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Tuesday, 30 January, 2001, 21:37 GMT
Charles Schwab feels the pinch
Charles Schwab
Online pioneer Charles Schwab has so far avoided lay-offs
The world's biggest online broker, Charles Schwab, has confirmed that it needs to cut costs amid a downturn in the share-trading market.

The discount brokerage said it would ask up to 50% of its 26,000 US staff to stay at home on three Fridays in February and March - either on unpaid leave or on vacation.

A company spokesman told BBC News Online that the measure were one way to avoid shedding jobs: "We are taking this moment by moment and month by month... and hope to keep redundancies as a cost cutting measure at the bottom of our list."

The firm says that customers will not notice the difference - only staff that have "no customer responsibility" will be asked to go on leave.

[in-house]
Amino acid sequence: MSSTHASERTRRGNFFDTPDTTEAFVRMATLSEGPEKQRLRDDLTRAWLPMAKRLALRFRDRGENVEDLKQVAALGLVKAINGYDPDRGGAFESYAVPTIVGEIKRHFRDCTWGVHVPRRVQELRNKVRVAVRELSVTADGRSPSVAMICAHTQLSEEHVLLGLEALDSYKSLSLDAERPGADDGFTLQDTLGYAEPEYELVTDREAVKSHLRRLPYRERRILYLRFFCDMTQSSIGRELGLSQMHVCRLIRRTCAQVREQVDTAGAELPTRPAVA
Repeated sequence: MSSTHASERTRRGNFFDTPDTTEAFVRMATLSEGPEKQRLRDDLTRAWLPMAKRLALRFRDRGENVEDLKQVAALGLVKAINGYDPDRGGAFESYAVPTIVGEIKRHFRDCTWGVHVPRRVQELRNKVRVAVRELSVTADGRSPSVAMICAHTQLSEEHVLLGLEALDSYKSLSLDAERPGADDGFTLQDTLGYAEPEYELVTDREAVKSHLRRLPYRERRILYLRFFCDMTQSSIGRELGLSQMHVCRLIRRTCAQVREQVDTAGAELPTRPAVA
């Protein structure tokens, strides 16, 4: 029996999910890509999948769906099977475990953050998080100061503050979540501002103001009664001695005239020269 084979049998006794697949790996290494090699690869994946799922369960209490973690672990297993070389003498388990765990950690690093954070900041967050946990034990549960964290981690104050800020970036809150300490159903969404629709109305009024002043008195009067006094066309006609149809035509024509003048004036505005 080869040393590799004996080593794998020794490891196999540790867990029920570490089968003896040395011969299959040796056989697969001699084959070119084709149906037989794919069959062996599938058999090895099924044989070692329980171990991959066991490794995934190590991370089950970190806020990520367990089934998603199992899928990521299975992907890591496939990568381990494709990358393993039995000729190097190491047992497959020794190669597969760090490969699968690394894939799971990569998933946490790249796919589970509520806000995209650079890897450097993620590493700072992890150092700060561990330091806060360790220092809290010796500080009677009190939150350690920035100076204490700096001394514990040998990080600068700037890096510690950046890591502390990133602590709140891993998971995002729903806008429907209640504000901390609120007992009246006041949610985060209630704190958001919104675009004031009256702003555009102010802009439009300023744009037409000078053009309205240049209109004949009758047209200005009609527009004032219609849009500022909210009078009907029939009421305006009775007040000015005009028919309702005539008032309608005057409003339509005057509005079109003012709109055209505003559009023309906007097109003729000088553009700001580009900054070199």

Schwab's international operations will not be affected.

The costs of plunging markets

Online brokers that trade share on behalf of private investors have had a hard time recently. Burnt during the stock market downturn in the last nine months of 2000, many investors have stopped to actively manage their stock portfolios, or have completely pulled out of the market.

The online brokerages business has been particularly hard hit, according to industry experts.

This results in dramatically fewer brokerage fees and a profit slump at many online trading firms.

Some online brokers - both in the United States and in Europe - have cut back dramatically. Ameritrade, for example, said earlier this month that it would have to reduce its workforce by 9%.

So far Charles Schwab has managed to avoid lay-offs. Instead, its managers have been asked to take pay cuts and save on corporate travel expenses.

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